Elsevier created the Monkeypox Healthcare Hub to help healthcare professionals navigate the current outbreak. Here you will find evidence-based clinical resources, including clinical overviews, patient education, and drug monographs.
Recently headlining in North America, Europe, and Oceania, this virus is endemic to western and central Africa.(1) The World Health Organization (WHO) convened a meeting of experts in May to investigate the current outbreak and provide guidance on surveillance, case investigation, and contact tracing.(2,3)
Clinically similar to smallpox, monkeypox is a zoonotic viral illness first reported in central Africa in 1970.(4) It transmits through close contact with an infected person or animal, or with contaminated material.(5) Monkeypox typically presents with fever, rash, and swollen lymph nodes; the latter is absent in smallpox. In endemic monkeypox, the rash usually begins in the mouth or on the face, and spreads to the extremities, generally sparing the trunk. In the current outbreak, which appears to disproportionately involve men who have sex with men, the distribution of the rash has often been primarily anogenital, although it may spread to other body parts as well.(6) Historically monkeypox has occasionally been complicated by invasive disease, most often involving lung tissue, as well as deaths, particularly in young children. No deaths have thus far been associated with the current outbreak. Diagnosis is made with laboratory detection of monkeypox virus in the setting of appropriate risk factors and clinical findings. Currently confirmatory testing for monkeypox is performed by the CDC.(7)
Most patients with monkeypox have mild disease and can be managed supportively. Antiviral medications originally developed for the treatment of other viral infections can be considered in certain circumstances. Additionally, although most authorities are cautiously optimistic that this outbreak will be limited in size, two vaccines are available in the United States for pre- and post-exposure prophylaxis through consultation with the CDC (Centers for Disease Control).(8)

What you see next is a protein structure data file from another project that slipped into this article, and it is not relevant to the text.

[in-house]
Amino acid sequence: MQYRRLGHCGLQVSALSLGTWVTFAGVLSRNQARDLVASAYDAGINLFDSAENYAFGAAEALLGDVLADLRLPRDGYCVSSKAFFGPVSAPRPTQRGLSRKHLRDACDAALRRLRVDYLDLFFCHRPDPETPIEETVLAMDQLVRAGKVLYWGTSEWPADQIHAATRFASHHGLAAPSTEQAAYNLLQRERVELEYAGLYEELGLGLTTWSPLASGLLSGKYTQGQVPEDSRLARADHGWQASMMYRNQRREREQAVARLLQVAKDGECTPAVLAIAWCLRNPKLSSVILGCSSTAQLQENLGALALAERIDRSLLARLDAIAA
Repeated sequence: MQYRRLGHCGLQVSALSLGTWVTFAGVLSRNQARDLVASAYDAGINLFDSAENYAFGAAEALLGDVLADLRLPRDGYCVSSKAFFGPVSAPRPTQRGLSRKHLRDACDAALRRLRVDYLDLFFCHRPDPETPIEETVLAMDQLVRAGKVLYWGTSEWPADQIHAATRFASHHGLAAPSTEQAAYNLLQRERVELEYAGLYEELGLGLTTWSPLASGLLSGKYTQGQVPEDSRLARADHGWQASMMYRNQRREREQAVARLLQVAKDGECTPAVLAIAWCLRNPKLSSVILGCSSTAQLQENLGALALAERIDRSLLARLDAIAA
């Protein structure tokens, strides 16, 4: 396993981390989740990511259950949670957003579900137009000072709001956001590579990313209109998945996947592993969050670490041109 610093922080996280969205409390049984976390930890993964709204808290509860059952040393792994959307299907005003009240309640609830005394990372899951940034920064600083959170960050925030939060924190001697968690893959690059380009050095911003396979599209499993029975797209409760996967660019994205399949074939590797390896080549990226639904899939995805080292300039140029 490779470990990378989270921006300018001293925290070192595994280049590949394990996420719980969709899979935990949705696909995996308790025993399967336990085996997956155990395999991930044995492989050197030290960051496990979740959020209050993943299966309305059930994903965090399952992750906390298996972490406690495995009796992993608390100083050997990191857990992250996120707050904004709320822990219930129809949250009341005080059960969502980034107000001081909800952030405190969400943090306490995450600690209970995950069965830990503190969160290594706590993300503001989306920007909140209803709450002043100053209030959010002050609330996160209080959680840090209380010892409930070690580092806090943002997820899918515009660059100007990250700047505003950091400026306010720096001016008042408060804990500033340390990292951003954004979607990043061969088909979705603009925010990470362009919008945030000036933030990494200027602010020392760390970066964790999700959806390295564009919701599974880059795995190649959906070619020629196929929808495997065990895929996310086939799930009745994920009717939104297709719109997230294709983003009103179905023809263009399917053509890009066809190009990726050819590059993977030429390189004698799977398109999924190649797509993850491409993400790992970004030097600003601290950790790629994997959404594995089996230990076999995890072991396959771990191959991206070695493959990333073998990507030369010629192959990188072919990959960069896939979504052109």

Recently, a global research consultation was convened virtually by the WHO. Priorities set regarding future monkeypox research include improved control of monkeypox in endemic countries to decrease incidence. Experts emphasized the need to better understand disease epidemiology, modes of transmission, how to optimize clinical care, studies regarding vaccines and therapeutics, and more.(9)
1. The Lancet Infectious Diseases. Monkeypox: a neglected old foe. The Lancet Infectious Diseases. Published online June 2022. doi:10.1016/S1473-3099(22)00377-2
2. World Health Organization. Monkeypox outbreak 2022 - Global. Published online June 2022. https://www.who.int/emergencies/situations/monkeypox-oubreak-2022
3. Kraemer MUG, Tegally H, Pigott DM, et al. Tracking the 2022 monkeypox outbreak with epidemiological data in real-time. The Lancet Infectious Diseases. 2022;0(0). doi:10.1016/S1473-3099(22)00359-0
4. Adler H, Gould S, Hine P, et al. Clinical features and management of human monkeypox: a retrospective observational study in the UK. The Lancet Infectious Diseases. 2022;0(0). doi:10.1016/S1473-3099(22)00228-6/ATTACHMENT/D0AB7E0A-26D1-4573-AB01-E977F3CBBCCF/MMC1.PDF
5. Actor JK. Clinical Virology. Elsevier’s Integrated Review Immunology and Microbiology. Published online 2012:129-138. doi:10.1016/B978-0-323-07447-6.00014-4
9. World Health Organization. WHO consultation sets research priorities for monkeypox. https://www.who.int/news/item/03-06-2022-who-consultations-sets-research-priorities-for-monkeypox
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